Some supports players are still noticing a skill rating issue when playing Overwatch’s competitive ladder, but Overwatch principal designer Scott Mercer said it’s not an overarching systemic issue.
In early April, Overwatch game director Jeff Kaplan posted to the game’s forum to confirm a bug had been fixed, but players kept reporting an issue. Mercer took to the forum this time to clear up some community misconception on the issue, noting that Blizzard is still investigating different scenarios.
When Blizzard added Orisa to Overwatch, it fixed a bug that was affecting the way assists were scored. “Players were getting full assist credit even if the player being assisted did very little to the target,” Mercer said. “This change, along with other more significant balance changes in the patch, meant that we needed to recalibrate the tuning for the system that calculate[s] a player’s contribution to the match.”
This adjusted the system for all heroes, and has since been recalibrated yet again after the most recent Overwatch patch.
In turn, the adjustment impacted how often a player earns the “on fire” status during a match. A player’s “on fire” status, however, is not linked to the skill rating a player earns—”on fire” is a showing of a player’s individual performance, as well as relative to their teammates. Skill rating given after a match does not compare a player to their teammates; instead, it compares a player to similarly skilled players “across an enormous pool of competitive matches,” Mercer said.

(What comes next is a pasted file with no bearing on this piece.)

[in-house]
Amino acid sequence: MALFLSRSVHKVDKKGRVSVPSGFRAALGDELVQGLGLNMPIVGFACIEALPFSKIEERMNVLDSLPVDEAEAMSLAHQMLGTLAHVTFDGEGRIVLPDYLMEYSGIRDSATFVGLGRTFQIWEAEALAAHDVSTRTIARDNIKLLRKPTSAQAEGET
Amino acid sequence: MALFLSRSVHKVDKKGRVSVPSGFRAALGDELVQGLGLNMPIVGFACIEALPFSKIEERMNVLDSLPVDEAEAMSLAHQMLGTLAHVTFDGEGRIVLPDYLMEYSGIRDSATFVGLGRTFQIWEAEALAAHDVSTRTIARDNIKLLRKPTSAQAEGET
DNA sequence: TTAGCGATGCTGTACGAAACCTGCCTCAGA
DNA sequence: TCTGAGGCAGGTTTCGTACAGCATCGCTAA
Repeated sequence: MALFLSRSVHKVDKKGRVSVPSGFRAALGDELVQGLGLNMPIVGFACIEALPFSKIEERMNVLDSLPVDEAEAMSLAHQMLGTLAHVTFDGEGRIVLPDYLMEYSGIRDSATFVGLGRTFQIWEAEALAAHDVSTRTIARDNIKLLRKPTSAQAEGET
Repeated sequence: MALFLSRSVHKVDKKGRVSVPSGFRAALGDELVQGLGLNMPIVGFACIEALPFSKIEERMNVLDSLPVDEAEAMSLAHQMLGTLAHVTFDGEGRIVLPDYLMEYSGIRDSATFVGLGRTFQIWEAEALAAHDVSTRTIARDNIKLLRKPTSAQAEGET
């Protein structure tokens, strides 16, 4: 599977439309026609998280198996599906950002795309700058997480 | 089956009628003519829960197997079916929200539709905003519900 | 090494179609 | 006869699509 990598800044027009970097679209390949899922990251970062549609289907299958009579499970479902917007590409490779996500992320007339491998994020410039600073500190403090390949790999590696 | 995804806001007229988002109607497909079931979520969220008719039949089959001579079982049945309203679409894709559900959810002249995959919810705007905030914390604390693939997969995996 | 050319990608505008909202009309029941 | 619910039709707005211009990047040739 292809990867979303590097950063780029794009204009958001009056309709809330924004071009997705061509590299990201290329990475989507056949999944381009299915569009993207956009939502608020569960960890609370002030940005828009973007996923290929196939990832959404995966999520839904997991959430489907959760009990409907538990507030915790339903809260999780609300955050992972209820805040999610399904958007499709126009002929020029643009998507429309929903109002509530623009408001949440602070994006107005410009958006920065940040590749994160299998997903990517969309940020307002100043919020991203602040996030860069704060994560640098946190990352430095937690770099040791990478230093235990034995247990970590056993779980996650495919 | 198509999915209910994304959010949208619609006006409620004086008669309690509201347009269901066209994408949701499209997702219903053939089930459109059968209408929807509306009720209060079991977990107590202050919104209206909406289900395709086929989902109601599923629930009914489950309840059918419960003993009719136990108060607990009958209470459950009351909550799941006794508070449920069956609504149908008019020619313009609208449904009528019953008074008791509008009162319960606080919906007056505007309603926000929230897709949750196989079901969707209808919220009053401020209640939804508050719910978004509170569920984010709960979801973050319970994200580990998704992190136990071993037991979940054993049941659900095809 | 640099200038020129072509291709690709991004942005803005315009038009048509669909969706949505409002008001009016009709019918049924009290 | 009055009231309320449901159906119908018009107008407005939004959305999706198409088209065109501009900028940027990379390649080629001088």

“So, we compare your Genji play to the play of other Genjis, Ana versus Anas, etc.,” Mercer added. “Since we’re comparing ‘apples to apples,’ we shouldn’t see any kind of support specific bias in SR adjustments due to player performance.”
All this points to the issue not being a “broad systemic issue,” Mercer said. Instead, it could be a “more localized issue affecting a specific hero, or a certain type of play style or game situation.” Blizzard is conducting a full examination of the code that impacts skill rating adjustments.